Jefferson Davis’s America Conference, Rice University, February 19-20
From the School of Humanities, Rice University in Houston:
In 1890, W. E. B. Du Bois pointed to Jefferson Davis as “a representative of civilization” as it had developed over the previous century. Scholars have often remembered the 19th century as the Age of Emancipation, as an age of liberal nation-building or even as the Age of Lincoln. But according to the latest scholarship, 19th-century American civilization was dependent on slave-based capitalism, racism and imperial conquest. Seen in that light, Jefferson Davis, as a soldier in the Mexican-American War, a U.S. secretary of war and senator, a Mississippi cotton planter, and leader of a slaveholding breakaway republic with imperial ambitions of its own, was much more than an anomaly.
This conference coincides with the completion of “The Papers of Jefferson Davis” documentary editing project. A group of leading American historians will look unblinkingly on the 19th-century U.S. as a nation in which Jefferson Davis, more than Lincoln, was in many ways the typical figure. Like Du Bois in 1890, we “wish to consider not the man, but the type of civilization which his life represented,” with papers on the forces — territorial expansion, slavery, capitalism, nationalism, Civil War memory and empire — with which Jefferson Davis’s life intersected at crucial moments in U.S. history.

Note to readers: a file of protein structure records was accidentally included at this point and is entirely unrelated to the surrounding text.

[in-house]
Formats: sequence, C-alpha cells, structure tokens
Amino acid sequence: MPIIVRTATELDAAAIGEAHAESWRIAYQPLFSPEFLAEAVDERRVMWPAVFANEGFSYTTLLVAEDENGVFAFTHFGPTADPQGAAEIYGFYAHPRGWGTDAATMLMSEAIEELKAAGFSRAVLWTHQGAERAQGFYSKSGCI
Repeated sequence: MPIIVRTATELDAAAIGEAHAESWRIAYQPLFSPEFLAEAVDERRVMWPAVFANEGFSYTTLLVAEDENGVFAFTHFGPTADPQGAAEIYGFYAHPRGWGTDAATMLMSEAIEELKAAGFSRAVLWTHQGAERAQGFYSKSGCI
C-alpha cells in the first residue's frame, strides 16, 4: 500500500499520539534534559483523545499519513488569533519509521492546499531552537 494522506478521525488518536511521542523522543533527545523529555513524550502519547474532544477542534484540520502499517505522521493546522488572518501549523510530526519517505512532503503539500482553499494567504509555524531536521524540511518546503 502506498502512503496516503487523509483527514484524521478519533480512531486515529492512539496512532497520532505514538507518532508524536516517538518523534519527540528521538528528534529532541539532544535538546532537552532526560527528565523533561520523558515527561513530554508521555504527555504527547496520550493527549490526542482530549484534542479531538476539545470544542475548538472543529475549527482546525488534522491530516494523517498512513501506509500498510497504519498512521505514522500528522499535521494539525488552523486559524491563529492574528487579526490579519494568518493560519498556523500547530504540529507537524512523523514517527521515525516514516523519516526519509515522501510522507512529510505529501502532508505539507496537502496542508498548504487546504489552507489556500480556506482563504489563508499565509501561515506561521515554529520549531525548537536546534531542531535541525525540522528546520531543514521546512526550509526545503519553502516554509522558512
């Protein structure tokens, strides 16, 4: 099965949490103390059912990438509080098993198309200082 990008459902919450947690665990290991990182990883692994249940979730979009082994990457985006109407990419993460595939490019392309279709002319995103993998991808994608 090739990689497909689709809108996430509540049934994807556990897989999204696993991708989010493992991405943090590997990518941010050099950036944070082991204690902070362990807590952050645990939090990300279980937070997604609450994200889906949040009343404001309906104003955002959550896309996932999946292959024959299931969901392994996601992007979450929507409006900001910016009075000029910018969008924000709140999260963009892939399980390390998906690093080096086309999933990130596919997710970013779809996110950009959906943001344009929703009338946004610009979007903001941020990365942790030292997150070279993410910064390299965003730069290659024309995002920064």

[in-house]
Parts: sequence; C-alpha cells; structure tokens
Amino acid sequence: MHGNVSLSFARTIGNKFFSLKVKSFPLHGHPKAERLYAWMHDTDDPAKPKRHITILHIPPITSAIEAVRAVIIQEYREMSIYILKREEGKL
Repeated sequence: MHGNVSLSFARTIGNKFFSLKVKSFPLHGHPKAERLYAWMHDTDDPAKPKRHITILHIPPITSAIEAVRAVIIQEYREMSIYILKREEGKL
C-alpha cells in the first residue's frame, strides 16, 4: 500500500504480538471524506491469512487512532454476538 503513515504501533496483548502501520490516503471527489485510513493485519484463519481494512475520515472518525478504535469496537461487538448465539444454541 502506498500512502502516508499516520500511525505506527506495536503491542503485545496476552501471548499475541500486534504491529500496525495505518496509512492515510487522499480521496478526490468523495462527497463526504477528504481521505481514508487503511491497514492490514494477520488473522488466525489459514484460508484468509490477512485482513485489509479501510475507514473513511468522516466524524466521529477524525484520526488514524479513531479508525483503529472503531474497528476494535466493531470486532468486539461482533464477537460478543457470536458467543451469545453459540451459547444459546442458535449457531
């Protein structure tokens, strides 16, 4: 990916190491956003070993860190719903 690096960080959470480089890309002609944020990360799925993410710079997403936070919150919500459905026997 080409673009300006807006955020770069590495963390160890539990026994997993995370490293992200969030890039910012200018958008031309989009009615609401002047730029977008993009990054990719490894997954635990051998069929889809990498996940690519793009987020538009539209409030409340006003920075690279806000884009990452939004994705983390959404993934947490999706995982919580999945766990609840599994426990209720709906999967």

Herring Hall 100
Friday, Feb. 19
7 p.m. Keynote opening address: Amy S. Greenberg, Penn State University: “From Mexico to Washington: Jefferson Davis’s 1848”
Saturday, Feb. 20
9 a.m. Kimberly Welch, West Virginia University: “Black Litigants: Rethinking Race and Law in the Cotton South, 1800–1860”
10 a.m. Caitlin C. Rosenthal, University of California, Berkeley: “Slavery’s Scientific Management: Plantation Accounting and American Capitalism”
11:30 a.m. Matthew Karp, Princeton University: “Architects of Empire: Jefferson Davis, the Proslavery South, and the U.S.
2 p.m. Robert E. Bonner, Dartmouth College: “Jefferson Davis and the Reactionary Atlantic”
3:30 p.m. K. Stephen Prince, University of South Florida: “Robert Charles in Jefferson Davis’s America: Race and Violence in Jim Crow New Orleans”
5 p.m. Closing keynote address: William J. Cooper, Louisiana State University: “Jefferson Davis and His Country”